Best Shots Advance: WOLVERINE & THE X-MEN, INC. HULK, More
Best Shots Advance Reviews
Greetings, 'Rama Readers! Can't wait till tomorrow to learn about this week's releases? Neither can we — so get ready for your Tuesday helping of advance reviews! Let's kick off today's column with a trip to Westchester, as the wildest X-Man of all takes a bold new direction in Wolverine and the X-Men...
Written by Jason Aaron
Art by Chris Bachalo, Tim Townsend, Jaime Mendoza and Al Vey
Lettering by Rob Steen
Published by Marvel Comics
Review by David Pepose
'Rama Rating: 9 out of 10
Wolverine. He's the best there is at what he does. And what he does…
Snikt, snikt, bub, class is in session, and who'd've thunk that the Ol' Canucklehead would clean up so well? Despite the heaviness of X-Men: Schism — and regular readers of this column will know I did not particularly like how that series turned out — Jason Aaron and Chris Bachalo have delivered a fun, funny, and downright charming first issue of this all-new, all-different School for Higher Learning.
To me, I think the big win for Wolverine and the X-Men is that Jason Aaron has finally hit the right comedic balance, after some somewhat overdone attempts over in the main Wolverine book as well as Astonishing Spider-Man and Wolverine. Part of this has to do with pairing him with the right artist: Chris Bachalo doesn't just have an edge to his linework, but his cartoony, exaggerated features really helps play up the lightness of this script, tapping a very human, almost sitcom-style tone in Logan, Kitty and Hank's new venture. The result is a story that exudes possibility and optimism in a way that I haven't seen since Joss Whedon's first issue of Astonishing X-Men. To be honest, I'd say that it's even brighter — and that's a good thing.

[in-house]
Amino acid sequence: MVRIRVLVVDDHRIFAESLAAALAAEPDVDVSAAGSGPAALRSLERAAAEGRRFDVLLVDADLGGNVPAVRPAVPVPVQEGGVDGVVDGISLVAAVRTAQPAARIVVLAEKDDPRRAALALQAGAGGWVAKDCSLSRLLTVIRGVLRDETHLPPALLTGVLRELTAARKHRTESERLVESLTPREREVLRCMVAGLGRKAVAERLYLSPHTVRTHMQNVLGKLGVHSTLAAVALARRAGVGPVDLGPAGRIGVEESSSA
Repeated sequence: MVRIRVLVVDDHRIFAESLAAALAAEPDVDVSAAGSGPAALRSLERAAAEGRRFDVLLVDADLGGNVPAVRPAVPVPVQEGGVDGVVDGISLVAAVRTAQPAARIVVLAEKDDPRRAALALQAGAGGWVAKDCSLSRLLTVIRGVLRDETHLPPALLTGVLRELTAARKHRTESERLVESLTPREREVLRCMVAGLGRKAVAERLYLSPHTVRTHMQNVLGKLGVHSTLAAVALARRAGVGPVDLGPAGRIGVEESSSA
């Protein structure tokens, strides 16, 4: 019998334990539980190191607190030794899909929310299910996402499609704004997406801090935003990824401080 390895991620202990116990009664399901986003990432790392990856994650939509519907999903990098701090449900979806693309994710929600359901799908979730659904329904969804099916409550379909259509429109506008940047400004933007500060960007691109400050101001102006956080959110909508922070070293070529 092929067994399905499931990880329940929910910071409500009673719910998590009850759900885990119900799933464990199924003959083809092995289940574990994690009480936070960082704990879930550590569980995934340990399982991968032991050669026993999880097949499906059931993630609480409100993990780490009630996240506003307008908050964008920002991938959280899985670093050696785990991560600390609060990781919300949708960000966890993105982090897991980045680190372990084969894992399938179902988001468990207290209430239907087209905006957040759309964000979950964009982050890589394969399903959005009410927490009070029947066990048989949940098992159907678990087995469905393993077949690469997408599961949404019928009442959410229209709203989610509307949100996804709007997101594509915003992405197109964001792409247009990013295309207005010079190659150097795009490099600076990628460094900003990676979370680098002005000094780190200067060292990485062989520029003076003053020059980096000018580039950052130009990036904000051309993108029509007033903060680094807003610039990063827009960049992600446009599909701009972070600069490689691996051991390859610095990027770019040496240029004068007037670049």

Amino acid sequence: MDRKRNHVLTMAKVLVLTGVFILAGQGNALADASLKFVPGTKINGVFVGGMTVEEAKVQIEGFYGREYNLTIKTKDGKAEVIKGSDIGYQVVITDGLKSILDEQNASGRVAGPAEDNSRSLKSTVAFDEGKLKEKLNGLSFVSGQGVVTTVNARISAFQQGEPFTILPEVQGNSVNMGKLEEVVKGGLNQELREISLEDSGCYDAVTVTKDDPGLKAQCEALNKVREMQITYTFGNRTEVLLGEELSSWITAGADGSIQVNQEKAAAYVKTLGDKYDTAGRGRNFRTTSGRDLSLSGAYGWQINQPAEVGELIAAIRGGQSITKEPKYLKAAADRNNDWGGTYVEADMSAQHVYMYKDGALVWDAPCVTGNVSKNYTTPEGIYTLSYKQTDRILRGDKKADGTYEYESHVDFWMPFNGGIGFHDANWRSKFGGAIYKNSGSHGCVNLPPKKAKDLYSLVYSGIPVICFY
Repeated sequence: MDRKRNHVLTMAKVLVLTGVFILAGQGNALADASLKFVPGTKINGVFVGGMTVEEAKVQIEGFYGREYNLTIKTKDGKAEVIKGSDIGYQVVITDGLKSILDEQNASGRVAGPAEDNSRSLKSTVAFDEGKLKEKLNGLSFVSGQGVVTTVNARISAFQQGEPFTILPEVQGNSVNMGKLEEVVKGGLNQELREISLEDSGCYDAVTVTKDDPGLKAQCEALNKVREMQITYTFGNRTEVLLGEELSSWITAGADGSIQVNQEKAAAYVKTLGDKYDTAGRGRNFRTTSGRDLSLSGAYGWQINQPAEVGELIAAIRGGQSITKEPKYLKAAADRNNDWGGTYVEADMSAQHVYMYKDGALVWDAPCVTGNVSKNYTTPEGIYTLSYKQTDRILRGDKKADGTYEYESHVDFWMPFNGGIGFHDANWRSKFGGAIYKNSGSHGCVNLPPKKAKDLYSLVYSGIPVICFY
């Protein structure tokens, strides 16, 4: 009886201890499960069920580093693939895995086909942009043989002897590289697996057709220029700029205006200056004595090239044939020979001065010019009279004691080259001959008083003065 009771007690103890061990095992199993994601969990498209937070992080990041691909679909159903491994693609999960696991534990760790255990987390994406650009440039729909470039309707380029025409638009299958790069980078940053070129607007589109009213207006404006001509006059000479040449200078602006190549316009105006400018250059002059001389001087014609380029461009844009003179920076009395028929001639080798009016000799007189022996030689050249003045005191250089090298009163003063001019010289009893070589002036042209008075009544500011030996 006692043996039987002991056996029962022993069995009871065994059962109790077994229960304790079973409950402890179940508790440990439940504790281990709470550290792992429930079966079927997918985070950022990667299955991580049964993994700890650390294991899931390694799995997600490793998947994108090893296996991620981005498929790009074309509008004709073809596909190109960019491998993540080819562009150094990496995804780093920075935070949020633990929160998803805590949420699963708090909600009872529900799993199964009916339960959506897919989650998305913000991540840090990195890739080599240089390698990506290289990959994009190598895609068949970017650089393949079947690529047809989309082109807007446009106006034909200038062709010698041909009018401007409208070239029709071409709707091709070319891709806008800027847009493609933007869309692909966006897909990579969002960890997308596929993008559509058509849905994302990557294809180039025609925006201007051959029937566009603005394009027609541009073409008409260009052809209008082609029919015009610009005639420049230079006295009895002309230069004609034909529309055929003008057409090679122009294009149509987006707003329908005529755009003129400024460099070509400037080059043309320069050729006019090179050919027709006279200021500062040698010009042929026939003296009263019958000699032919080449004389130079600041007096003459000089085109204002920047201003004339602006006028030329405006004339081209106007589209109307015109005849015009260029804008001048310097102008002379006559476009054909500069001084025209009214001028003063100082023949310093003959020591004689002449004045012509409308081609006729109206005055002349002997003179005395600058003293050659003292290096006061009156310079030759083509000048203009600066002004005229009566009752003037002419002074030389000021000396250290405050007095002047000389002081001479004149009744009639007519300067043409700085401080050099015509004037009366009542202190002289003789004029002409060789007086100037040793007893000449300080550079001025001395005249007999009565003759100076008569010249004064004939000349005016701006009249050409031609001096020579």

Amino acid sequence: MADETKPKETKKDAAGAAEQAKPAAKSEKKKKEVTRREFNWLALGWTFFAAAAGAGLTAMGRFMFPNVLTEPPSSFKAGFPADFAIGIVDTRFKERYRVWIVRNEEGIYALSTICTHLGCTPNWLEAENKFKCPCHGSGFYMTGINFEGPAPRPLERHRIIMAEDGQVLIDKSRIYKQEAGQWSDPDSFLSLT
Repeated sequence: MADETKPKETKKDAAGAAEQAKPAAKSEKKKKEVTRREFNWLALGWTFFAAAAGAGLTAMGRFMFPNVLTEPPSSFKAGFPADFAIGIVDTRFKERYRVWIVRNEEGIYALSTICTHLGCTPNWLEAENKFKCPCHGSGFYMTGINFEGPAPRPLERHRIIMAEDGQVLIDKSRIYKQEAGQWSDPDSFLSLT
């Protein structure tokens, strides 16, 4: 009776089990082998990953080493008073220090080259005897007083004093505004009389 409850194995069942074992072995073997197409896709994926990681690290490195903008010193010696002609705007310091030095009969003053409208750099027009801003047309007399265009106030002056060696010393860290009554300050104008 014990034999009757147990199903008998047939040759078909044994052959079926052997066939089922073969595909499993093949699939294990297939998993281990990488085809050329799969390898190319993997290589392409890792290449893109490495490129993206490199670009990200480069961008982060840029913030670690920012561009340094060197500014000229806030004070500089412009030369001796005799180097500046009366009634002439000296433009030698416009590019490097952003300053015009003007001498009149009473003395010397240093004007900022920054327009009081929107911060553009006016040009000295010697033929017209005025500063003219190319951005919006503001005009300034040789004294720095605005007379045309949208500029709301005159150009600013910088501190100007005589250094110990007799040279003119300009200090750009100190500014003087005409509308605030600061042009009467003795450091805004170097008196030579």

For regular X-fans, you're going to see a lot of cameos and reintroductions that will cause a lot of grins, whether its green blob Doop manning the front desk or Hellion and Glob Herman smirking at all the girls who decided to come to Westchester with them. While there aren't helpful, Fraction-esque captions saying who does what, those with a passing knowledge of recent X-history will still have plenty to enjoy. If you were expecting a trip to Claw City, you might be disappointed in Wolverine — but to be honest, we've seen that before, and we will see that again. What we're seeing here is character-driven storytelling, and watching Wolverine struggle as a fish out of water — the original homicidal loner now has to run a school? — is such a wonderful, almost inevitable evolution for the character. He has to be responsible. It's not a great fit for him, but it makes for a fantastic time for us.
Chris Bachalo, meanwhile, gives this book so much panache that it isn't even funny. I love the colorwork that he gives the school, a futuristic, almost otherworldly purple that shows this ain't your typical boarding school. The body language that he gives his various characters — particularly Hellion and Glob Herman, who are the epitome of mischievous kids — is just so fluid and engaging, and it really adds that human resonance that so many superhero comics are lacking today. All the characters are introduced with a wonderful image or sequence, and Bachalo's quirky style is just enough to show off all the crazy designs that these various X-Men have accumulated over the years. This is like techno-Hogwarts, but nobody looks as plain as Harry or Ron or Hermoine. These kids all have something to give, both visually as well as emotionally.
If there was one thing that I think keeps this book from perfection, it's the obstacle that all comics have, just by virtue of their page count — what could have made this book perfect is if it didn't end on a cliffhanger, if this "pilot" episode was done-in-one, giving Wolverine a chance to resolve his problems early. But you know what? I'm still going to be checking out the second issue of this book with some real gusto. There is a world of potential within this unlikely school, and if you thought Utopia was a bit too serious, you'll find Westchester to be a brighter, breezier fit. As far as first issues go, Wolverine and the X-Men passes with flying colors. Enroll now.